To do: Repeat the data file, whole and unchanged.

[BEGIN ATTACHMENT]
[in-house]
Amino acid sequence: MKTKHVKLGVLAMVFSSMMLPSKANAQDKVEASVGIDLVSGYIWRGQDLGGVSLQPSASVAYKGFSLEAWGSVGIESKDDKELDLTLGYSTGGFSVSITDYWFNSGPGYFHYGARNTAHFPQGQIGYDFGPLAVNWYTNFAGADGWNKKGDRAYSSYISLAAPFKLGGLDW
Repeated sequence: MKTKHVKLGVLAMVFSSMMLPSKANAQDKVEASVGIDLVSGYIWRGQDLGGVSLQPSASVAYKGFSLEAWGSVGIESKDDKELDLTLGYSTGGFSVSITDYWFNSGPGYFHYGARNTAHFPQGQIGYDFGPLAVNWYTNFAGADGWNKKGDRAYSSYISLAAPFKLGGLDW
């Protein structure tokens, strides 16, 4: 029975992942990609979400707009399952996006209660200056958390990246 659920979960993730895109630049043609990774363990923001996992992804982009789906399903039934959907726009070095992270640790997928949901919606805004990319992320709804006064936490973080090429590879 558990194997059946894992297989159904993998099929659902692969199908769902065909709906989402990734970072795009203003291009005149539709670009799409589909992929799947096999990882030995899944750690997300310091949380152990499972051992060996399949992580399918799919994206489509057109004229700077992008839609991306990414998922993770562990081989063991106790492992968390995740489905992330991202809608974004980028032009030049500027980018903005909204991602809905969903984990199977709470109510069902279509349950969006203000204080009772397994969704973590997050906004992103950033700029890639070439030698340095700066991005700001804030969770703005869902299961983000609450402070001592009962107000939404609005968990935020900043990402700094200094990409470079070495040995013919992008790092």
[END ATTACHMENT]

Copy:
[in-house]
Amino acid sequence: MKTKHVKLGVLAMVFSSMMLPSKANAQDKVEASVGIDLVSGYIWRGQDLGGVSLQPSASVAYKGFSLEAWGSVGIESKDDKELDLTLGYSTGGFSVSITDYWFNSGPGYFHYGARNTAHFPQGQIGYDFGPLAVNWYTNFAGADGWNKKGDRAYSSYISLAAPFKLGGLDW
Repeated sequence: MKTKHVKLGVLAMVFSSMMLPSKANAQDKVEASVGIDLVSGYIWRGQDLGGVSLQPSASVAYKGFSLEAWGSVGIESKDDKELDLTLGYSTGGFSVSITDYWFNSGPGYFHYGARNTAHFPQGQIGYDFGPLAVNWYTNFAGADGWNKKGDRAYSSYISLAAPFKLGGLDW
């Protein structure tokens, strides 16, 4: 029975992942990609979400707009399952996006209660200056958390990246 659920979960993730895109630049043609990774363990923001996992992804982009789906399903039934959907726009070095992270640790997928949901919606805004990319992320709804006064936490973080090429590879 558990194997059946894992297989159904993998099929659902692969199908769902065909709906989402990734970072795009203003291009005149539709670009799409589909992929799947096999990882030995899944750690997300310091949380152990499972051992060996399949992580399918799919994206489509057109004229700077992008839609991306990414998922993770562990081989063991106790492992968390995740489905992330991202809608974004980028032009030049500027980018903005909204991602809905969903984990199977709470109510069902279509349950969006203000204080009772397994969704973590997050906004992103950033700029890639070439030698340095700066991005700001804030969770703005869902299961983000609450402070001592009962107000939404609005968990935020900043990402700094200094990409470079070495040995013919992008790092």